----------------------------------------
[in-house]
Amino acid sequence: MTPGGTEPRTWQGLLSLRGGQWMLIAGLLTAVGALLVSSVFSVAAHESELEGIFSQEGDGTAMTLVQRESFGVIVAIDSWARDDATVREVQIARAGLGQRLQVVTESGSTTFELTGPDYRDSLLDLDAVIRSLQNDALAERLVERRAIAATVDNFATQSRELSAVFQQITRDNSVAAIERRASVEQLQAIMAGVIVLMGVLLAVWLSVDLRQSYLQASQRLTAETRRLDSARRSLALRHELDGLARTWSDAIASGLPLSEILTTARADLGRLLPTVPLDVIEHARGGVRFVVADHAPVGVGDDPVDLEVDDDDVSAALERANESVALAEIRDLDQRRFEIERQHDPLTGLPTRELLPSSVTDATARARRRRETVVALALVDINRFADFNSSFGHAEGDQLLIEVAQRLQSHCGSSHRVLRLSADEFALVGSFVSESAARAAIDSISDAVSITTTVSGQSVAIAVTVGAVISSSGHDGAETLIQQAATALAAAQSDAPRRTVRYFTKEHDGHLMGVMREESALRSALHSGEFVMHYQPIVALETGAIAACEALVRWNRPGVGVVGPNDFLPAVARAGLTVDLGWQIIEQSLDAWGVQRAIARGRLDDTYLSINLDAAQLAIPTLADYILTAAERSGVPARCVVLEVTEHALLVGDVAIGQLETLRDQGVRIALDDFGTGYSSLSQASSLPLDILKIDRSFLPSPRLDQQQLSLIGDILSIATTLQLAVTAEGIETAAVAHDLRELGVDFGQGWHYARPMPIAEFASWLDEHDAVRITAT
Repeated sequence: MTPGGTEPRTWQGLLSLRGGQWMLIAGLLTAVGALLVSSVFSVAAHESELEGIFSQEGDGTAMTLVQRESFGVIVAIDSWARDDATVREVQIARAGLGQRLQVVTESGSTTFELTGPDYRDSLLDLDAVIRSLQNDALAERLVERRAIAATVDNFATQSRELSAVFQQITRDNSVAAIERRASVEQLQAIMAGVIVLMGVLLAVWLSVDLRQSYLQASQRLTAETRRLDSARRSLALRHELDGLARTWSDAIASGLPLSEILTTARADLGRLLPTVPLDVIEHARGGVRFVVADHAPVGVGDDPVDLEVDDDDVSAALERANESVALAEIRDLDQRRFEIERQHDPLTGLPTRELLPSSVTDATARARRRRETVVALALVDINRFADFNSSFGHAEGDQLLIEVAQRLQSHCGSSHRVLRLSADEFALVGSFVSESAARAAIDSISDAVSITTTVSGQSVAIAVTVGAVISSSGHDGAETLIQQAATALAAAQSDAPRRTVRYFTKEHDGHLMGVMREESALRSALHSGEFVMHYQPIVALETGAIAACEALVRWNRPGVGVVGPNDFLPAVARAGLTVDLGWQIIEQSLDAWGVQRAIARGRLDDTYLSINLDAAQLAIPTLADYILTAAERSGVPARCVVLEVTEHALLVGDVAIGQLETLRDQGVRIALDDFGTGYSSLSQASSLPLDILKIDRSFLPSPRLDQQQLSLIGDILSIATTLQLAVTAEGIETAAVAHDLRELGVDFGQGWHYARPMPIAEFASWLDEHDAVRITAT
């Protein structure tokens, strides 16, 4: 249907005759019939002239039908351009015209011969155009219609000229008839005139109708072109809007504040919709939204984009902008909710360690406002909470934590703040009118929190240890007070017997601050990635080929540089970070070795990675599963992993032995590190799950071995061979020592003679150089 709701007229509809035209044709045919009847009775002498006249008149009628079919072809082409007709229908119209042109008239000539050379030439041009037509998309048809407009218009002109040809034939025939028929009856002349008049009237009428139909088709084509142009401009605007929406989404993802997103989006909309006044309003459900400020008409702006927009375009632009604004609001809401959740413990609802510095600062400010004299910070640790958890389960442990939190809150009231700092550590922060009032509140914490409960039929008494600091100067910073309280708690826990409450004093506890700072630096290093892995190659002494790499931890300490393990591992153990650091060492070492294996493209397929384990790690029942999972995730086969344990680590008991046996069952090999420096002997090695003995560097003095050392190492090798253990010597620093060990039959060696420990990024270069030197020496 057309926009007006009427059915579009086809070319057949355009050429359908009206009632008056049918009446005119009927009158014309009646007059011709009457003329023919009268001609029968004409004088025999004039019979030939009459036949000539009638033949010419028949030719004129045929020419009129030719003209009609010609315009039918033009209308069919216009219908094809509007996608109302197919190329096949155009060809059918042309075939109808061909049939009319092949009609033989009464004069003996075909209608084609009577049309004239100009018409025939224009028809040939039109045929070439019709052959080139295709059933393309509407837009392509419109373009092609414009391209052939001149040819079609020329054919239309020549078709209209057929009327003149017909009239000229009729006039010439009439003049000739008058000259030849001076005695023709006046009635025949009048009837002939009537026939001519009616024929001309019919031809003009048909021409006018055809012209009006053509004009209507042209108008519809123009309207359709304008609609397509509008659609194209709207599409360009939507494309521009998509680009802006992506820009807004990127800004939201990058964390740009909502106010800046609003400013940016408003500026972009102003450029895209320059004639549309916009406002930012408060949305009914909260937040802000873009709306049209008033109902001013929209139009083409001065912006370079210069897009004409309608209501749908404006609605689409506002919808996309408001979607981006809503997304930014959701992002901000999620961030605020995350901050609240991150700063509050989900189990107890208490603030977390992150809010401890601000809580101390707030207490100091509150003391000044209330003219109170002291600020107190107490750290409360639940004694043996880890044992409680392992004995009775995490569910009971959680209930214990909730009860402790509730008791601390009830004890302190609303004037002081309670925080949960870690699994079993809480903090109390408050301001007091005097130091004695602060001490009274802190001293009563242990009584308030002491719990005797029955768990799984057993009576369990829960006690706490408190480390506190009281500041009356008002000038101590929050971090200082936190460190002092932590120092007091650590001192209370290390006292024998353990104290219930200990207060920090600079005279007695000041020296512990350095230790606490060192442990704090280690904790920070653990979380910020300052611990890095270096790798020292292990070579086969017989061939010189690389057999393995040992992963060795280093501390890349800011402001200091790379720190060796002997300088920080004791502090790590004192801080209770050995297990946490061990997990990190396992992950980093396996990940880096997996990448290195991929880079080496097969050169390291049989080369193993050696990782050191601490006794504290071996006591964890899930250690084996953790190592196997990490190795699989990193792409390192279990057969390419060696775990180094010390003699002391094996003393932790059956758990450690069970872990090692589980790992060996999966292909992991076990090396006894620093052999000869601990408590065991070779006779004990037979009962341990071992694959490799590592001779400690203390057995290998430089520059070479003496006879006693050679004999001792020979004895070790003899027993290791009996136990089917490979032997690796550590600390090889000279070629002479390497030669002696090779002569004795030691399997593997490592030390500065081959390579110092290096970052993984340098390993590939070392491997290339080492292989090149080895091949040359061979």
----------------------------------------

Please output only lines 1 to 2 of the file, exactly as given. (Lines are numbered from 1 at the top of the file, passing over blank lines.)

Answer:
[in-house]
Amino acid sequence: MTPGGTEPRTWQGLLSLRGGQWMLIAGLLTAVGALLVSSVFSVAAHESELEGIFSQEGDGTAMTLVQRESFGVIVAIDSWARDDATVREVQIARAGLGQRLQVVTESGSTTFELTGPDYRDSLLDLDAVIRSLQNDALAERLVERRAIAATVDNFATQSRELSAVFQQITRDNSVAAIERRASVEQLQAIMAGVIVLMGVLLAVWLSVDLRQSYLQASQRLTAETRRLDSARRSLALRHELDGLARTWSDAIASGLPLSEILTTARADLGRLLPTVPLDVIEHARGGVRFVVADHAPVGVGDDPVDLEVDDDDVSAALERANESVALAEIRDLDQRRFEIERQHDPLTGLPTRELLPSSVTDATARARRRRETVVALALVDINRFADFNSSFGHAEGDQLLIEVAQRLQSHCGSSHRVLRLSADEFALVGSFVSESAARAAIDSISDAVSITTTVSGQSVAIAVTVGAVISSSGHDGAETLIQQAATALAAAQSDAPRRTVRYFTKEHDGHLMGVMREESALRSALHSGEFVMHYQPIVALETGAIAACEALVRWNRPGVGVVGPNDFLPAVARAGLTVDLGWQIIEQSLDAWGVQRAIARGRLDDTYLSINLDAAQLAIPTLADYILTAAERSGVPARCVVLEVTEHALLVGDVAIGQLETLRDQGVRIALDDFGTGYSSLSQASSLPLDILKIDRSFLPSPRLDQQQLSLIGDILSIATTLQLAVTAEGIETAAVAHDLRELGVDFGQGWHYARPMPIAEFASWLDEHDAVRITAT